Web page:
Monday, May 7, 2018

The bond is too damn high

Paying the bond is a real hardship for many tenants. Tenants move on average every 2 years, and for many its much more frequent than that! NSW Rental Bond Board data shows of tenancies ending in 2016 and 2017 more than 50% of tenancies ended after less than 18 months, and a full third ended in less than 1 year. That is a lot of people moving home!

To make matters worse, there is often a cross over period between tenancies where a renter has had to pay a bond on the new place, before the bond from the previous home has been released. Tenants also run the ever-present risk that an agent/landlord will make a claim on their bond - whether or not there appears to be any merit to the claim.

However, it is also important to note that the stats suggest that most tenants receive their bond back in full, or with very minor payments to the landlord. Over the two years 2016 and 2017 there were more than half a million bonds released from the Rental Bond Board - 57% of them returned to the tenant in full and 75% of tenants received more than half the bond back.

Of the bonds where some amount was claimed by the landlord, 41% were for an amount of less than $500.

Several companies have recognised the issue of bonds as a pain point for tenants and are pushing the boundaries of the law and math to try and work out how best to insert themselves into this process. For people who don't have the money for the bond there are currently pay day lenders, bond loan specific companies, and bond insurance products. Now come bond “surety” (or “guarantee”) products where the company promises to pay the landlord if there is a compensation claim at the end of the tenancy. Though not technically loans they function in the same manner - you have money in your pocket that you would not have had before, and you pay fees which effectively constitute interest on that amount.

Some bond surety companies have even attempted to promote themselves as a response to housing affordability. The ACT government has apparently rushed to allow at least one such company, Snug, to operate their BondCover product, to the dismay of some in the territory. We examine Snug’s BondCover in a companion piece also published today looking at whether BondCover works well for tenants. In this piece, we’ll focus on the broader issues raised.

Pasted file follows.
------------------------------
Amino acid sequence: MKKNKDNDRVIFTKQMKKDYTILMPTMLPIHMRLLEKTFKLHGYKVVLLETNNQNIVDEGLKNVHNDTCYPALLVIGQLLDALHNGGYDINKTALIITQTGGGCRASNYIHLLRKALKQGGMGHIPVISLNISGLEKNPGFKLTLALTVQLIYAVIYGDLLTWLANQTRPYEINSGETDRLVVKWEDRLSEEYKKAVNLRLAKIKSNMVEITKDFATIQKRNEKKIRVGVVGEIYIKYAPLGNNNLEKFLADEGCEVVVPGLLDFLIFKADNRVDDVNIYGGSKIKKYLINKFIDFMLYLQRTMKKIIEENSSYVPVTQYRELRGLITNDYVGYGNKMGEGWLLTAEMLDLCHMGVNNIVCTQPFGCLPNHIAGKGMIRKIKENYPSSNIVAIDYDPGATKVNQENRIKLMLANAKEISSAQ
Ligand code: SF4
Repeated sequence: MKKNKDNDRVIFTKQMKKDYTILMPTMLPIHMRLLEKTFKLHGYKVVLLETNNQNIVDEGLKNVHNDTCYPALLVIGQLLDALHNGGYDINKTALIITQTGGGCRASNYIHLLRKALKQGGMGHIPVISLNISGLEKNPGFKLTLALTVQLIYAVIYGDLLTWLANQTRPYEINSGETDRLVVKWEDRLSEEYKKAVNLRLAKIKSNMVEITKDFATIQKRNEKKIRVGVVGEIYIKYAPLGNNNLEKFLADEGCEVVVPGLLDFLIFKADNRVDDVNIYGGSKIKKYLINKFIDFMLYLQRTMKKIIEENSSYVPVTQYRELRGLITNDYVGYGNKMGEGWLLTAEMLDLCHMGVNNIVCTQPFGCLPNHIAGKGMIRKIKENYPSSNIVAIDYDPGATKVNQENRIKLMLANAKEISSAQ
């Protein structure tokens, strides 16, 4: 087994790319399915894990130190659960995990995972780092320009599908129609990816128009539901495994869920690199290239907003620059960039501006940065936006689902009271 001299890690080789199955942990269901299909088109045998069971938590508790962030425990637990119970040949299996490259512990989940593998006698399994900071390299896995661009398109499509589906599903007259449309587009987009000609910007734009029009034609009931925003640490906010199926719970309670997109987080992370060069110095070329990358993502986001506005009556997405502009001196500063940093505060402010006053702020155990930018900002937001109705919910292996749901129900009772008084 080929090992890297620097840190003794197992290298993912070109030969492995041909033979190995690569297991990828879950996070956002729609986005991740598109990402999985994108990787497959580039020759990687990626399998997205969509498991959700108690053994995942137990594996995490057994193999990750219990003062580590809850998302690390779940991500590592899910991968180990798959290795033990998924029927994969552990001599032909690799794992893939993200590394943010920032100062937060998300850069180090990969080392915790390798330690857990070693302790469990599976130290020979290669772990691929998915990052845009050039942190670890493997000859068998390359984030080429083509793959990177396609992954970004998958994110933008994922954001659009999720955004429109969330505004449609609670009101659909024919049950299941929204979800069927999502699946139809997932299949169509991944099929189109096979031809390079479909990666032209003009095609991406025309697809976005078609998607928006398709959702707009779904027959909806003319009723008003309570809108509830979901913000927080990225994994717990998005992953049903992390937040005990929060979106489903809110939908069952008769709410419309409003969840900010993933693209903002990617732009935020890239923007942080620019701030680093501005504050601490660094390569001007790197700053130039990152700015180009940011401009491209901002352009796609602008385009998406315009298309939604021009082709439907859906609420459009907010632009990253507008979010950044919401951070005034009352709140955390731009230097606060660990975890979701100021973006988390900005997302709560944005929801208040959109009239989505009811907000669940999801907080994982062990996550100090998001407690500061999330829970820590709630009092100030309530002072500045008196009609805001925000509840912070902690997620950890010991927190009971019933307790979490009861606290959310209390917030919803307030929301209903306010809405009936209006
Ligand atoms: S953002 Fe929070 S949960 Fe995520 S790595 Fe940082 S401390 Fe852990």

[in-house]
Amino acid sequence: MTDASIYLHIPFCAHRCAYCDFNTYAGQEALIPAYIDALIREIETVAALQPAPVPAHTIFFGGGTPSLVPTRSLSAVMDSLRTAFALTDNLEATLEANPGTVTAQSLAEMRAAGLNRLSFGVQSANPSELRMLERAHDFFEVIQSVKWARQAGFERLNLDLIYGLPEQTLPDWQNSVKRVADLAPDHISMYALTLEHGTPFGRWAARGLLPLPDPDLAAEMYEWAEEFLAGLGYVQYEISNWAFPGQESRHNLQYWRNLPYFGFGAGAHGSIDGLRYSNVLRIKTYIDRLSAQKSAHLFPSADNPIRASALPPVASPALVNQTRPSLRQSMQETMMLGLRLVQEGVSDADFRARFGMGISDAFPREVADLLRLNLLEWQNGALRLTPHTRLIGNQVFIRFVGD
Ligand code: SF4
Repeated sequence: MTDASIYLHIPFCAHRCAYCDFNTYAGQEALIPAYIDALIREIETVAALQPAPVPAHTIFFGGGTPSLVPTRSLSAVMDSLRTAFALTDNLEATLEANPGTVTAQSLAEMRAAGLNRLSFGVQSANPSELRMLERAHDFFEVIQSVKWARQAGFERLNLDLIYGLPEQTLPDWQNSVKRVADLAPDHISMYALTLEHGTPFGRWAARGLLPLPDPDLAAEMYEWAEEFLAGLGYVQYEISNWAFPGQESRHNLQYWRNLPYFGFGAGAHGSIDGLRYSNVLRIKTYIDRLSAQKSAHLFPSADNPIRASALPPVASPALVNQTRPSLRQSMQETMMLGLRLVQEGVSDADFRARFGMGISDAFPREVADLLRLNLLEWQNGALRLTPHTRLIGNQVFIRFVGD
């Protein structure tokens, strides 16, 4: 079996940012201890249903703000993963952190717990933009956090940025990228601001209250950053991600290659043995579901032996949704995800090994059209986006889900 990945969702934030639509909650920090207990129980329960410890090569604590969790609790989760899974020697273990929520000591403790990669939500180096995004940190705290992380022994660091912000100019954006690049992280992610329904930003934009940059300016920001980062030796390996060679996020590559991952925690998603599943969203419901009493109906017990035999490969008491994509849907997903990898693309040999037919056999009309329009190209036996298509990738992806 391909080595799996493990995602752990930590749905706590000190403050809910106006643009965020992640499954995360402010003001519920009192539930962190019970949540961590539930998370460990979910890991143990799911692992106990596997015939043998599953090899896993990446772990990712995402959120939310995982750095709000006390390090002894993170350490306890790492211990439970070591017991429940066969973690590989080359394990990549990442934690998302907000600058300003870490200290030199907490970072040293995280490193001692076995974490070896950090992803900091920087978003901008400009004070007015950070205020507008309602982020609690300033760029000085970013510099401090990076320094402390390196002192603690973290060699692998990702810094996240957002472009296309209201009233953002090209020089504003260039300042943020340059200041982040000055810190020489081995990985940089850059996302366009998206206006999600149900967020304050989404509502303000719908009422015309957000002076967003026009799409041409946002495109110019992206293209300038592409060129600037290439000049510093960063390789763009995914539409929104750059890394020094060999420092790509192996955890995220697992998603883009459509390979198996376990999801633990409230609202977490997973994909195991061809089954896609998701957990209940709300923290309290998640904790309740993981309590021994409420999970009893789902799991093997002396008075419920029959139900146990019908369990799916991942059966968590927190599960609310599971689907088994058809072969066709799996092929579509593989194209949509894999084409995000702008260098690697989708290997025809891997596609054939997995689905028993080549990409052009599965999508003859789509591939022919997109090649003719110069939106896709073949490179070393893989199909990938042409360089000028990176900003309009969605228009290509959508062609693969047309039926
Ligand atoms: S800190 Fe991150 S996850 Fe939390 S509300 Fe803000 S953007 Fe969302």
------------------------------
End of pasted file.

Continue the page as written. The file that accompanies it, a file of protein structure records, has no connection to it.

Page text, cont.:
Are bonds a tax?

Snug has taken to pointing out recently that bonds are an extra tax on renters. This is true. Bonds do create a kind of tax - but they are levied by landlords who require their payment as a condition of securing a home. While their stated purpose is to act as an assurance for the landlord, the effect of that payment is to cost the tenant the potential benefit of doing something else with the money. As bonds are refundable, strictly speaking the tax is 100% of the potential for using that money for something else rather than the bond itself.

These are known as private taxes – a cost which someone with no alternative is forced to pay to a private entity. For a further introduction to the concept of private taxes, we recommend this article on the subject from economist Philip Soos.

It is clear to us that Snug’s BondCover makes this private tax burden heavier, not lighter. The current rental bond board system doesn't solve the problem, but does change the private tax to something approaching a public one, which allows the benefit of the tax to be shared beyond only the landlord.

Snug's BondCover seeks to convert this back to a private tax, with the benefit mostly flowing to them. In the companion piece we meet a tenant, Jen, who finds that she is even worse off than if the landlord kept the bond themselves - here is a simplified version of a chart showing by how much Jen is worse off if the bond is in the Rental Bond Board or under BondCover.

So what does this bond tax currently pay for? The Rental Bond Board in NSW has $1.4 billion in bonds, which is then invested in a portfolio by TCorp, NSW Treasury’s investment arm. The interest the Bond Board earns on these bonds is spent on various aspects of infrastructure around renting – mostly Fair Trading NSW’s tenancy-related activity such as administering the Rental Bond Board, and administering complaints as well as funding the tenancy-related parts of the NSW Civil and Administrative Tribunal.